Dandelion (Taraxacum officinale)
Dandelions are plentiful throughout rural and urban environments all year round but are particularly abundant at this time of the year. In Irish dandelions are called Bearnan Bride – 'the indented one of Brigid' due to the serrated edges of their leaves and the fact that they are almost the first of wild flowers to come into bloom following her festival. Dandelion used to cultivated in medieval Irish monasteries such as Holy Cross in Tipperary.
All parts of the plant can be used. The leaves have an affinity to the kidneys and are renowned for their diuretic properties (increasing the flow of urine). Dandelion has a similar action to frusemide which is a chemical diuretic. However, unlike the synthetic version which depletes the body of potassium, dandelion is naturally high in potassium which enables it to be used safely for long term treatment without causing an imbalance. Its diuretic action enables it to relieve fluid retention and hypertension. The leaves can be eaten in salads, juiced or boiled as a vegetable or made into a tincture.
The root of dandelion has more of a therapeutic action on the liver. The chemicals in the plant cause the gallbladder to contract, releasing bile and stimulating the liver to produce more. Its bitter action stimulates digestion. The root can also be roasted to make dandelion coffee, which is caffeine free.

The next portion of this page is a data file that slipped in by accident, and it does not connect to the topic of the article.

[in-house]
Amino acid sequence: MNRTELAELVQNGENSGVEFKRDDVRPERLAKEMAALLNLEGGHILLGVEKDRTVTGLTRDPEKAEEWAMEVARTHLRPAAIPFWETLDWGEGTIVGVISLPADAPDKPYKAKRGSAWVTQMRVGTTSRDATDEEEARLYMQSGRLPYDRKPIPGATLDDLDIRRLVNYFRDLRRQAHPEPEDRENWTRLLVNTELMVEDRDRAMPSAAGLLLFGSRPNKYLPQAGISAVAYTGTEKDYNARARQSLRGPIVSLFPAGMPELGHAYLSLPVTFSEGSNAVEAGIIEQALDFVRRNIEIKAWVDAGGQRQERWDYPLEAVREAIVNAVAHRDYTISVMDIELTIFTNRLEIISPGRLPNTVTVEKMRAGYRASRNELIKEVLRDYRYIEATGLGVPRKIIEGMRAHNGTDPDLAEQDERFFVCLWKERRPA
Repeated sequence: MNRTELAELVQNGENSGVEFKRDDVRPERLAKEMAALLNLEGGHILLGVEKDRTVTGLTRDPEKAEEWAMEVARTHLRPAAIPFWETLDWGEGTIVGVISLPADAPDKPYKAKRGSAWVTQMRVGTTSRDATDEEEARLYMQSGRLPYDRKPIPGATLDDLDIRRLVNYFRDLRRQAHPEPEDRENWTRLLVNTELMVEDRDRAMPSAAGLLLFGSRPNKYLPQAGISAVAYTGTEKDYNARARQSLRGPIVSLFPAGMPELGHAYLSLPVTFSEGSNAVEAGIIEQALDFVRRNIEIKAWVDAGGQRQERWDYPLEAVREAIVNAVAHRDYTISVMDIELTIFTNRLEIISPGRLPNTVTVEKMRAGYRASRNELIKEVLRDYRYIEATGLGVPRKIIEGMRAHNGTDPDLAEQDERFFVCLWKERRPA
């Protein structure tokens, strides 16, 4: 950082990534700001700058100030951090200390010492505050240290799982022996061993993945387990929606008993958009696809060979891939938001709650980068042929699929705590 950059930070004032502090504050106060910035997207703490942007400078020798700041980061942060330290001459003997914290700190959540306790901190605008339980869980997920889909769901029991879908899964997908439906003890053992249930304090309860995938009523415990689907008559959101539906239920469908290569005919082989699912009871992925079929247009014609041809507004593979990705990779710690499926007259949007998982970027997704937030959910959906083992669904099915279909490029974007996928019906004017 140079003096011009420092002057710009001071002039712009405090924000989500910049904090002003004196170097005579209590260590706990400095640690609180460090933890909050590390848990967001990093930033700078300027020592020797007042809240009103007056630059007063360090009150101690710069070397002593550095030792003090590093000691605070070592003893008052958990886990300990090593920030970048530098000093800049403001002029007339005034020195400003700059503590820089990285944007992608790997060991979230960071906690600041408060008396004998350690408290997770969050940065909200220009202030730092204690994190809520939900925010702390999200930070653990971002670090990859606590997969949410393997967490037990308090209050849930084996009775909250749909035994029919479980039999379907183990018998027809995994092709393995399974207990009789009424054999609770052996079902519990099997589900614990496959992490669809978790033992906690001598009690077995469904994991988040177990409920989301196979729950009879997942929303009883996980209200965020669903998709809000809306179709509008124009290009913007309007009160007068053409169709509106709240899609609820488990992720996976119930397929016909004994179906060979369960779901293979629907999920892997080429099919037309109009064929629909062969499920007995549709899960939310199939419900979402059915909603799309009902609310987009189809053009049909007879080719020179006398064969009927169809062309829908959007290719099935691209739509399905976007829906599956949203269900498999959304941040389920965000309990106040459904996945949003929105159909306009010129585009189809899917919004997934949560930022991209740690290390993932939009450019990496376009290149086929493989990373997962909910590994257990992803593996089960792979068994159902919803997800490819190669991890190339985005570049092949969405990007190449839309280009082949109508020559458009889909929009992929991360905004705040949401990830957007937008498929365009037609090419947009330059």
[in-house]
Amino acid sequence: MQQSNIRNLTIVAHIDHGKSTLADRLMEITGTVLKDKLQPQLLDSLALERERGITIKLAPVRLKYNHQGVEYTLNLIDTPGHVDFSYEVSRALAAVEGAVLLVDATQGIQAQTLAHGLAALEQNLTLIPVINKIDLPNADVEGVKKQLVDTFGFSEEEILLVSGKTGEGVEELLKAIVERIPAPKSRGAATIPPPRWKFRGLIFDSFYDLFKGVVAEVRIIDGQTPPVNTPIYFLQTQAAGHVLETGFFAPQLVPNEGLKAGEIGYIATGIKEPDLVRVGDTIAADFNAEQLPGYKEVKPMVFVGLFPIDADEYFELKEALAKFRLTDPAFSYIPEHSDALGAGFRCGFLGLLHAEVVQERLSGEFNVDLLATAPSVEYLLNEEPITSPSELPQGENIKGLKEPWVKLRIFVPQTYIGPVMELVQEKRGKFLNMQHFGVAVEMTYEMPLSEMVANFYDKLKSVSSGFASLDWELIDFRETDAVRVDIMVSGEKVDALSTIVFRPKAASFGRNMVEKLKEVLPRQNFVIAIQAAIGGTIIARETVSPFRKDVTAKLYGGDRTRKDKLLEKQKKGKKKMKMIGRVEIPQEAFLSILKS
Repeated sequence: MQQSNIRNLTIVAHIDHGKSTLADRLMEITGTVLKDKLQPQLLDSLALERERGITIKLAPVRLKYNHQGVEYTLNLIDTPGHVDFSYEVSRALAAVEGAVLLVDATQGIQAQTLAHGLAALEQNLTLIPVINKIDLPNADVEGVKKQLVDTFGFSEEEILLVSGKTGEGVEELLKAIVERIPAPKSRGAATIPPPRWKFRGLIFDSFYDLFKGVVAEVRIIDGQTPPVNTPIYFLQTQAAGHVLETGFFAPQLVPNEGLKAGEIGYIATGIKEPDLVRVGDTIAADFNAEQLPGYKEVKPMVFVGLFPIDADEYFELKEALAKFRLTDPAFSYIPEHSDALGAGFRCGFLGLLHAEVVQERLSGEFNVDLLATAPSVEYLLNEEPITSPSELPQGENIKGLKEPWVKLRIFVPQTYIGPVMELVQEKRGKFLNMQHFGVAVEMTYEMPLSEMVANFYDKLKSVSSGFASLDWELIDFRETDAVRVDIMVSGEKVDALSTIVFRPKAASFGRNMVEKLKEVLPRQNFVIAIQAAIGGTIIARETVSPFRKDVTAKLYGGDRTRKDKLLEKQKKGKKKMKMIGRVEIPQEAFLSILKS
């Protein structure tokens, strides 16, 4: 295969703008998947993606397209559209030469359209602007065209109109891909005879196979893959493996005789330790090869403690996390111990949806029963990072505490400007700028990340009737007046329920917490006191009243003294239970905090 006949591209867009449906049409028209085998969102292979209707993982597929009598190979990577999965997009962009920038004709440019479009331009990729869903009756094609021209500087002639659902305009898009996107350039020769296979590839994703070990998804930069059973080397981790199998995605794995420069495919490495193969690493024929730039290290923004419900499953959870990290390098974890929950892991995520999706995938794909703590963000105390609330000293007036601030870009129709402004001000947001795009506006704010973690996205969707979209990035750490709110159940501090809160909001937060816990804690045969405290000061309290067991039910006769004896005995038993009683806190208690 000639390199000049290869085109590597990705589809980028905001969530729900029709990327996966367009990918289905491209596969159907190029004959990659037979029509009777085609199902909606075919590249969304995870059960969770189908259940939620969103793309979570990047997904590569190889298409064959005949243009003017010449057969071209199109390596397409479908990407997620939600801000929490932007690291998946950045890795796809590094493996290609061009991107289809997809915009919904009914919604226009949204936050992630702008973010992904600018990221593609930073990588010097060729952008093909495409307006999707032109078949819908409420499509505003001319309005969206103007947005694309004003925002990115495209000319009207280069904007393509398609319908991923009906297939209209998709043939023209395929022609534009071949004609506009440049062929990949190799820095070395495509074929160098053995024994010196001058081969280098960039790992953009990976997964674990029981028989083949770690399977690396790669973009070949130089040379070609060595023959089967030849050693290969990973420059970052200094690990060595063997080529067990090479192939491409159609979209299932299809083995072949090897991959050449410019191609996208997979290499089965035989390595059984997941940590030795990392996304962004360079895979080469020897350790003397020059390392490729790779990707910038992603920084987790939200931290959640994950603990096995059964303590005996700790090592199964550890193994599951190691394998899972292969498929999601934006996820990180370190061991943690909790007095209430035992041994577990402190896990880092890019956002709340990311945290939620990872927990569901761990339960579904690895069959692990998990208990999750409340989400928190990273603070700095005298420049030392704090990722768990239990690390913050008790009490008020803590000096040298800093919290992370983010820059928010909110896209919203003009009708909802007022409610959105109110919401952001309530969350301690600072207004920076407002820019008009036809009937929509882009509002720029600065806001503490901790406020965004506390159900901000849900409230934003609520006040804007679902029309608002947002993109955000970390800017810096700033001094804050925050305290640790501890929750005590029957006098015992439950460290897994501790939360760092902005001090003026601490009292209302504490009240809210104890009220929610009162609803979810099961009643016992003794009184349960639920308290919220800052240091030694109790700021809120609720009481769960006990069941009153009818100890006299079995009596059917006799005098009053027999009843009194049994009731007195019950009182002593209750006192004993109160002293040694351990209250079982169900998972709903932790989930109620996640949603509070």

The flowers can be eaten straight off the plant and have a mild sweet taste. The flowers also make a refreshing dandelion beer and are often combined with burdock as they have a synergistic affect on the body. Dandelion root and celery seeds are used together if there is an arthritic condition in the body to due elevated levels of acid or if digestion is compromised.
The white sap traditionally was taken as a Spring tonic and was known as Caisearbhan and Bainne na n-Ean. It can be used externally to treat warts, corns, calluses and rough dry skin. Simply squeeze enough juice out to cover the affected area and protect with a plaster or dressing and repeat daily. The area will go brown as it heals.
So the next time you go to remove dandelions from your lawn or garden, just stop and think about the many ways they can be utilized as food and medicine...